‘The Invisible Fight’ Review: The Strangest Estonian Black Metal Kung Fu Movie You’ll See This Year, Guaranteed

In out-there Estonian comedy “The Invisible Fight,” a clueless Russian border guard somehow escapes a surprise attack by three formidable Chinese action figures — gravity-defying kung fu warriors who swoop in out of nowhere, blasting Black Sabbath on their bright red boombox — so he does what anyone in his position would do: He resolves to become an Orthodox monk. Huh? “I guess God has other plans for you,” a less-fortunate comrade wheezes with his dying breath, setting up one of the oddest plots audiences are likely to find on the art-house circuit this year.

After attracting international attention with 2017 festival discovery “November” —a hyper-stylized, black-and-white folk horror novelty involving pagan stick monsters known as “kratts” — writer-director Rainer Sarnet swings to the color-saturated opposite extreme to make a genre-splicing martial arts satire. Set in the highly repressive, mid-’70s Soviet Union and shot like a vintage drive-in movie (complete with smash-zooms, optical titles and virtual wear and tear), “The Invisible Fight” treats kung fu as comedy, landing like a cross between “Shaolin Soccer” and “Gymkata,” but with better production values … and Orthodox monks.

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It’s a wacky and frequently nonsensical mish-mosh of elements that don’t quite add up, and yet, the absurdist shock of seeing such incongruous ingredients forced together is typically enough to spark laughter. Consider the sight of a long-haired heavy metal fan in a black cassock hovering in mid-air as he faces off against an incredulous KGB officer.

Sarnet’s script centers on Rafael (wild-eyed Nicolas Cage lookalike Ursel Tilk) and his personal quest for spiritual enlightenment — except that in this case, Rafael’s reason for joining an Orthodox monastery isn’t remotely religious. In the movie’s profane parallel reality, Orthodox monks guard the secrets of “black metal kung fu,” which means Rafael’s only hope of learning the technique is to dedicate himself to the faith. That may be true of Shaw Brothers movies set in Shaolin temples, but it feels strange watching chanting Russian starets doing back-flips in church, much less trying to reconcile how a screw-up like Rafael fits into their relatively ascetic enclave.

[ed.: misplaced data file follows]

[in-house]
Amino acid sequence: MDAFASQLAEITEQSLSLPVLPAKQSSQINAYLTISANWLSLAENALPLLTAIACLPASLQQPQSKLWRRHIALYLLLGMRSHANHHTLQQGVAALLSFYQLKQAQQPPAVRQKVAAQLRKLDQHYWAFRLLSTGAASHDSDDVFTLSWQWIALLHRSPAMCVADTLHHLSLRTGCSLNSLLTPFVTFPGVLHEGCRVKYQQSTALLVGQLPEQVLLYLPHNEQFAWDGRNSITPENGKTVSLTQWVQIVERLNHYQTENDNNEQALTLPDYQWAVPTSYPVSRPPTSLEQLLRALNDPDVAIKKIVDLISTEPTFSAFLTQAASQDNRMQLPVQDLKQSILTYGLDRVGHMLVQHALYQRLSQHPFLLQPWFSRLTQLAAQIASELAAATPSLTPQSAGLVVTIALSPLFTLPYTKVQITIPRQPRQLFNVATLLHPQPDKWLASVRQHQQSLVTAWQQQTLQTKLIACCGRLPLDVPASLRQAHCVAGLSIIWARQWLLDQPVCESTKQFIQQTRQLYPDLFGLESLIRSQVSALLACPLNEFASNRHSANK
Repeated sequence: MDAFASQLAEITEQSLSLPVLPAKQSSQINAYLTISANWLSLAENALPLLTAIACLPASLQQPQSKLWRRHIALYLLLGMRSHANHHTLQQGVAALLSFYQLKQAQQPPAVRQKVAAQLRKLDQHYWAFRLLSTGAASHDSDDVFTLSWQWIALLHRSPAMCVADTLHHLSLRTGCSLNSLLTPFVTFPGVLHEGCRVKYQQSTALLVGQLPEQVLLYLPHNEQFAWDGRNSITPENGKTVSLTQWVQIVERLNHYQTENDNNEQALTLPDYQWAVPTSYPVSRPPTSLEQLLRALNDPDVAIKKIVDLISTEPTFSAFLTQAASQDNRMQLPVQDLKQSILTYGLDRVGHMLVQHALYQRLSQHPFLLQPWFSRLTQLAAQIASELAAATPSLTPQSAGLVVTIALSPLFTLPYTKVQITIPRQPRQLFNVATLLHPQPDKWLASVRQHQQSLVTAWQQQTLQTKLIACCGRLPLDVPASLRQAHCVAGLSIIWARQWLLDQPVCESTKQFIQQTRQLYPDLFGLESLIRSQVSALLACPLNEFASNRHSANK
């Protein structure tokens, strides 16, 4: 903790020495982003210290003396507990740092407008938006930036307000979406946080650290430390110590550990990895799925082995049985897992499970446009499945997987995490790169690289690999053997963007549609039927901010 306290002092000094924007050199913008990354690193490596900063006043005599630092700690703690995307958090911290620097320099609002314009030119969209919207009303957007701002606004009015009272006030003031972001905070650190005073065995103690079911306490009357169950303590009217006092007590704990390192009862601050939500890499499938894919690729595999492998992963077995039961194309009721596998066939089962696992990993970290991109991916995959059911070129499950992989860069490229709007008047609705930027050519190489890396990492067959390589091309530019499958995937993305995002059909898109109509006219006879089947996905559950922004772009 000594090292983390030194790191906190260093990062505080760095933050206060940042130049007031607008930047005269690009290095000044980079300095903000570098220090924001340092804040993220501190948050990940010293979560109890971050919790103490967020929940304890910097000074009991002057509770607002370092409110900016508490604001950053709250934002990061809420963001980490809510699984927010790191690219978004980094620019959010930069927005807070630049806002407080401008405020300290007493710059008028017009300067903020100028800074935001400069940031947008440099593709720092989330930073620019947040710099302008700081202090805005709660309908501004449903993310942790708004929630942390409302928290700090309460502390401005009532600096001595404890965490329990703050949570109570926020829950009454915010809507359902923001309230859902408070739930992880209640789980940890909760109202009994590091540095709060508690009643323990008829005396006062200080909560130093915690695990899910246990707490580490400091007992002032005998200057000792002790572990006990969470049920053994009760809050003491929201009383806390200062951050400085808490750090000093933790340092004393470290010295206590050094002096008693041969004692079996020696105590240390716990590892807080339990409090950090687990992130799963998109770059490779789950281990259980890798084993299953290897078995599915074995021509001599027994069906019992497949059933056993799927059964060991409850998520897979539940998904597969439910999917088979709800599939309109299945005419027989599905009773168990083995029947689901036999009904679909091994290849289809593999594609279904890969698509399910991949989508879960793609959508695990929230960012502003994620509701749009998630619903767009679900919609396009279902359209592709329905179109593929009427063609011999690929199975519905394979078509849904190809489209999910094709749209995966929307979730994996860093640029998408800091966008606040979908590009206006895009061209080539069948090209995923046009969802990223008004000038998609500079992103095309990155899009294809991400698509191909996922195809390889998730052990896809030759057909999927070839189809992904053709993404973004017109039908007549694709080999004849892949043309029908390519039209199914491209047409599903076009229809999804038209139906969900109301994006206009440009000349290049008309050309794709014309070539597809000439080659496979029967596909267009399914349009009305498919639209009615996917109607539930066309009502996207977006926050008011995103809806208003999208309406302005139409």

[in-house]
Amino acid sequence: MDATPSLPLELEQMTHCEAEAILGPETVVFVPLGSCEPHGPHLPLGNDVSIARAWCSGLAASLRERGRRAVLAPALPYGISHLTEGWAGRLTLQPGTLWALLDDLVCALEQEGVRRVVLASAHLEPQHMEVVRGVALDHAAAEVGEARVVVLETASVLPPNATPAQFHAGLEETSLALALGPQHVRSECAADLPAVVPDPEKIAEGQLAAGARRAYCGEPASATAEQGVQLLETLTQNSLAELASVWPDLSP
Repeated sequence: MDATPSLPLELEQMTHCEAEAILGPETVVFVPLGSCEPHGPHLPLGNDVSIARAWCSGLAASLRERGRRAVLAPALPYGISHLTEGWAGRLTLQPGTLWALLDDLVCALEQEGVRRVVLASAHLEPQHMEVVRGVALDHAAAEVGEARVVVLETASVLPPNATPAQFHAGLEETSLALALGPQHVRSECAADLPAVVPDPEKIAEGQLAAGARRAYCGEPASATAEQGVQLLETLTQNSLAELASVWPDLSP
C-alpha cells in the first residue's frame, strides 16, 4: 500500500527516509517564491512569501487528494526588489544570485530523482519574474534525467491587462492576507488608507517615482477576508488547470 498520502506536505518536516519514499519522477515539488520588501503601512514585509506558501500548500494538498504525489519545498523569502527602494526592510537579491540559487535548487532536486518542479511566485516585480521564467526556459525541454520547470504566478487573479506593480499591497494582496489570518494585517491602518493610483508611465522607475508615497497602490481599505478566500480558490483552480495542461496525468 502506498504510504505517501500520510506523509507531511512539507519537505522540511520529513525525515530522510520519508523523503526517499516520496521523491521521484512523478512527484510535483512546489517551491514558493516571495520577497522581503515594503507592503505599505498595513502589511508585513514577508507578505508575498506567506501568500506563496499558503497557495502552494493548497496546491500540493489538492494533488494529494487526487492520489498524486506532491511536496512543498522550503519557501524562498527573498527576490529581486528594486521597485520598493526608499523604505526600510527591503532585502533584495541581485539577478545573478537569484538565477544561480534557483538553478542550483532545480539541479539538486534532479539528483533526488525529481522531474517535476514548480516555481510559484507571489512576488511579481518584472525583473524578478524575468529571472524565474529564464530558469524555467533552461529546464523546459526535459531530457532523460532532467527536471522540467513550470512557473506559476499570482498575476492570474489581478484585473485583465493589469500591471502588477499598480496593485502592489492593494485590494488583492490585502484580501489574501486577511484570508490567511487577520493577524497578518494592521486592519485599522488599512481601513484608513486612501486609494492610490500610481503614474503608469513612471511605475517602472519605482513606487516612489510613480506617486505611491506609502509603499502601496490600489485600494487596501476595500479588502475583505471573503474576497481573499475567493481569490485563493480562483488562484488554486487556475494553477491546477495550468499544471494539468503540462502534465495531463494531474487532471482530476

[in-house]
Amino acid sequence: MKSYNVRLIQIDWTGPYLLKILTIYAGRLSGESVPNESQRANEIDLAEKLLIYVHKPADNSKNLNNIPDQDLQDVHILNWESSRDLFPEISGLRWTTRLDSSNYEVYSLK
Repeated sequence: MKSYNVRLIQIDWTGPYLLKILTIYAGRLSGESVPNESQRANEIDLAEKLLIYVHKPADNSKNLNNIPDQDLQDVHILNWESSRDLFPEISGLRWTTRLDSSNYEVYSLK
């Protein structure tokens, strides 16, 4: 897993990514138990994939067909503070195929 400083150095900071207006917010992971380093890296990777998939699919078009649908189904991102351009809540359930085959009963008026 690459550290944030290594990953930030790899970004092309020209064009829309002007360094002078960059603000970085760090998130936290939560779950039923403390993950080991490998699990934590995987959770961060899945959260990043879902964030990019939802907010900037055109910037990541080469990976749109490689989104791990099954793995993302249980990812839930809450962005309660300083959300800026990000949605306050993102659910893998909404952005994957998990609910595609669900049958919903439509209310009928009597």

“Everything cool is banned in the Soviet Union,” grouses Rafael, who grows his hair out and gets a job as a car mechanic after surviving the film’s kooky opening showdown. That fateful run-in with the three wuxia assassins impresses Rafael, but doesn’t immediately inspire him to learn self-defense. Instead, his big conversion comes later, after Rafael takes a fist to the face for dancing with a local tough guy’s comely fiancée. The woman, Rita (Ester Kuntu), is meant to embody a certain Russian ideal: a buxom lass with heavy lipstick and a permanent scowl. Rafael finds her irresistible, but unavailable — and so he commits himself to monastic life.

Sarnet isn’t always clear about what exactly seems to be going on inside the head of his doofus hero, which is ironic, considering that after a few weeks’ training, Rafael can literally read other people’s thoughts. Between this and other religious miracles, Rafael is seemingly destined to be a disciple. At least, that’s what giggling lead staret Nafanail (Indrek Sammul) seems to believe, much to the chagrin of his not-so-humble protege, Irinei (Kaarel Pogga), who tries to sabotage the newcomer’s progress. Cue one of the movie’s more amusing altercations: a food fight involving raw dumplings.

As the film’s title sorta-kinda suggests, “The Invisible Fight” finds Rafael torn between spiritual clarity (on one hand), his rebellious punk persona (on the other) and Rita’s more carnal charms (on still a third). That’s at least one hand too many as the movie juggles these seemingly contradictory ingredients. How to reconcile Rafael’s violent kung fu training with his search for inner peace, for example? And where are his hot-blooded romantic ambitions supposed to fit into the picture?

The monastery business begs to be taken seriously, and yet, the project’s kitschy color palette and slapstick acting style suggest a live-action Saturday morning cartoon, complete with silly sound effects (from exaggerated eye blinks to tweety-bird knockout noises). Whatever statement Sarnet’s trying to make about Rafael’s religious calling winds up smothered by surrealism. It’s all weird enough to amuse those looking for a gonzo good time, even if the eccentricity doesn’t add up to much.

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